Feeds

MessageLabs taps Brightmail in war on spam

Rage against the junk mail tsunami

  • alert
  • submit to reddit

SANS - Survey on application security programs

Email filtering firm MessageLabs yesterday announced a deal to incorporate Symantec's Brightmail anti-spam technology into its own anti-spam service. MessageLabs expects to deliver the new joint anti-spam service to market in Q4 2004.

Mark Sunner, chief technology officer of MessageLabs, said that by combining Symantec's anti-spam software with MessageLabs' proprietary Skeptic predictive anti-spam technology it could offer a far more aggressive junk mail filtering service. This multi-layered approach will result in spam detection rates of up to 98 per cent while minimising false positives, according to Sunner. MessageLabs anti-virus filtering service uses a combination of its Skeptic predictive technology and third party AV applications. It's taking a similar approach in developing its spam filtering service. Brightmail is the first anti-spam app to be added to MessageLabs' service mix.

Symantec Brightmail Anti-Spam 6.0 combats spam using 17 filters and includes non-English language filters, reputation filtering, signatures and URL filters. Its rule set is backed by Symantec’s probe network of over two million spam traps in 20 countries. As foreign language spam become more commonplace, MessageLabs has deciding to tap on Symantec's expertise in this area whilst concentrating its development efforts of detecting unknown and dynamic spam threats in the "window of vulnerability" before a signature is available.

Both MessageLabs and Brightmail targeted the ISP market in the past but Sunner pointed out that MessageLabs sold managed services while Brightmail sold software or "roll your own" technology. He was keen to downplay any perception that former competitors had become partners. ®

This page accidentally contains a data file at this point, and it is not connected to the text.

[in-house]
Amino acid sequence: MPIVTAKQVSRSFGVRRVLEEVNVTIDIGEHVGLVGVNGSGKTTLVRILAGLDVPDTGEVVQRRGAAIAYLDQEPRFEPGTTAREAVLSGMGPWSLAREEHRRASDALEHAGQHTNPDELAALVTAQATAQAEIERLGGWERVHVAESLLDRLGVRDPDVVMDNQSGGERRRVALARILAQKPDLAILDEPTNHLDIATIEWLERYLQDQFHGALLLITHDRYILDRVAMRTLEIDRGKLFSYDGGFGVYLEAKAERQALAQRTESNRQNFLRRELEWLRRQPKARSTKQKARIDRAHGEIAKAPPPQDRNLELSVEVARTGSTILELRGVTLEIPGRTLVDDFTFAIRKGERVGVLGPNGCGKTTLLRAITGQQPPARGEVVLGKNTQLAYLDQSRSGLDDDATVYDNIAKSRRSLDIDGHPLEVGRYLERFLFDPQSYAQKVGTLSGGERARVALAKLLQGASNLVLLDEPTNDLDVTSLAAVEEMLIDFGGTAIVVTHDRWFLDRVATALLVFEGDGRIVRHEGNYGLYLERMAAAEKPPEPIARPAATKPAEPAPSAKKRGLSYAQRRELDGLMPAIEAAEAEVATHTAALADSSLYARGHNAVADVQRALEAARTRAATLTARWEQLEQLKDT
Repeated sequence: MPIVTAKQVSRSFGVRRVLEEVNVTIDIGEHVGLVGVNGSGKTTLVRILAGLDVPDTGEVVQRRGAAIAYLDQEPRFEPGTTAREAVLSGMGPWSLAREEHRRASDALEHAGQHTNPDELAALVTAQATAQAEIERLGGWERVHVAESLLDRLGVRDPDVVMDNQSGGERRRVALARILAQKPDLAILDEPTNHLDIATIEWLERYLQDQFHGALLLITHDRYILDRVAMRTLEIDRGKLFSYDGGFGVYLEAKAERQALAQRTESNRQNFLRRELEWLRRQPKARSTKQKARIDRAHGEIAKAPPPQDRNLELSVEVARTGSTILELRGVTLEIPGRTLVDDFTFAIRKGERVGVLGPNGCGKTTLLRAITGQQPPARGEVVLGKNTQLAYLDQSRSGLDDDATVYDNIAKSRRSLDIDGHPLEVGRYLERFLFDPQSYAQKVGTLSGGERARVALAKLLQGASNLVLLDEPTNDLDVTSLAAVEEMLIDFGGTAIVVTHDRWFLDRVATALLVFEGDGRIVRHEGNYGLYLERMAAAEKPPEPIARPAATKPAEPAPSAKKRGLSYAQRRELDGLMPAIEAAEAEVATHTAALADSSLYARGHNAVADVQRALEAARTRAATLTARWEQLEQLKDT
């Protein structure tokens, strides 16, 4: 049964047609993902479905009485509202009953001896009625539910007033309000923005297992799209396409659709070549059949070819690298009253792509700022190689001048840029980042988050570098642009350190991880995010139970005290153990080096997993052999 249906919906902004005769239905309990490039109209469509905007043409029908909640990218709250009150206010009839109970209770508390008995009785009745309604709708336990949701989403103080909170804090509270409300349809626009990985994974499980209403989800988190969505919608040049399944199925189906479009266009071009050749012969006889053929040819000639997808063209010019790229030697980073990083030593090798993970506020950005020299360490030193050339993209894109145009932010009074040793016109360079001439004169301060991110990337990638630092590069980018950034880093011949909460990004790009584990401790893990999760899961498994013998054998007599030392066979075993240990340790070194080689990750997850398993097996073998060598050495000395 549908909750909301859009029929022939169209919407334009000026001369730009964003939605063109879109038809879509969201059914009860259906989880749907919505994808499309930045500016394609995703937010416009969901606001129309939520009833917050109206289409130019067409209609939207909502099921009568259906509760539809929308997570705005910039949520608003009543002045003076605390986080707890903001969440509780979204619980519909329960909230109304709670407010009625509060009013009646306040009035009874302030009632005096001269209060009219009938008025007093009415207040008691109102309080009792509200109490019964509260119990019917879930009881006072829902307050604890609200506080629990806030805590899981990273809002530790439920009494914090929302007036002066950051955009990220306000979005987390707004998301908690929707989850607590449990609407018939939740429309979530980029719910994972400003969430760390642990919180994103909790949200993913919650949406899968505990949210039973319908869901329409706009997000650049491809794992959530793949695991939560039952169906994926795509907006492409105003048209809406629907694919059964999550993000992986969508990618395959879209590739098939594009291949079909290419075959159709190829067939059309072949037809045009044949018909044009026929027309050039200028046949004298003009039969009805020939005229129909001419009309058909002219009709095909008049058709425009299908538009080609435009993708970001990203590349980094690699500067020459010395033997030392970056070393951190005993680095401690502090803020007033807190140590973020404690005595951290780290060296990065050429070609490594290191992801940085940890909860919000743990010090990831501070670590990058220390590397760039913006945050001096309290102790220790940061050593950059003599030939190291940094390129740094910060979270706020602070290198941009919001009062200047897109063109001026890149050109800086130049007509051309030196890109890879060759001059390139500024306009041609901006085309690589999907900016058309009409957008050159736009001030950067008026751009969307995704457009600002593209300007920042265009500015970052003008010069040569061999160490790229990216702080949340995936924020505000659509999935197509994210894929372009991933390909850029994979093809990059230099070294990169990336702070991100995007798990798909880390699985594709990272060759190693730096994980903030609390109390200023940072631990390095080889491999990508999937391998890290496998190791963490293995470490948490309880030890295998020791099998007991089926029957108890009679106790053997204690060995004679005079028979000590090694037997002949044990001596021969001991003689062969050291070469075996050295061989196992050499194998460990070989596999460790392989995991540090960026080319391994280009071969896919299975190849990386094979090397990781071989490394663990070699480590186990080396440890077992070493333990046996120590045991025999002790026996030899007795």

Related stories

EU attacks anti-spam industry
Two thirds of emails now spam: official
Symantec acquires Brightmail for $370m
US tops junk mail Dirty Dozen - again

High performance access to file storage

More from The Register

next story
Parent gabfest Mumsnet hit by SSL bug: My heart bleeds, grins hacker
Natter-board tells middle-class Britain to purée its passwords
Obama allows NSA to exploit 0-days: report
If the spooks say they need it, they get it
Mounties always get their man: Heartbleed 'hacker', 19, CUFFED
Canadian teen accused of raiding tax computers using OpenSSL bug
Web data BLEEDOUT: Users to feel the pain as Heartbleed bug revealed
Vendors and ISPs have work to do updating firmware - if it's possible to fix this
Samsung Galaxy S5 fingerprint scanner hacked in just 4 DAYS
Sammy's newbie cooked slower than iPhone, also costs more to build
Snowden-inspired crypto-email service Lavaboom launches
German service pays tribute to Lavabit
One year on: diplomatic fail as Chinese APT gangs get back to work
Mandiant says past 12 months shows Beijing won't call off its hackers
prev story

Whitepapers

Top three mobile application threats
Learn about three of the top mobile application security threats facing businesses today and recommendations on how to mitigate the risk.
Combat fraud and increase customer satisfaction
Based on their experience using HP ArcSight Enterprise Security Manager for IT security operations, Finansbank moved to HP ArcSight ESM for fraud management.
The benefits of software based PBX
Why you should break free from your proprietary PBX and how to leverage your existing server hardware.
Five 3D headsets to be won!
We were so impressed by the Durovis Dive headset we’ve asked the company to give some away to Reg readers.
SANS - Survey on application security programs
In this whitepaper learn about the state of application security programs and practices of 488 surveyed respondents, and discover how mature and effective these programs are.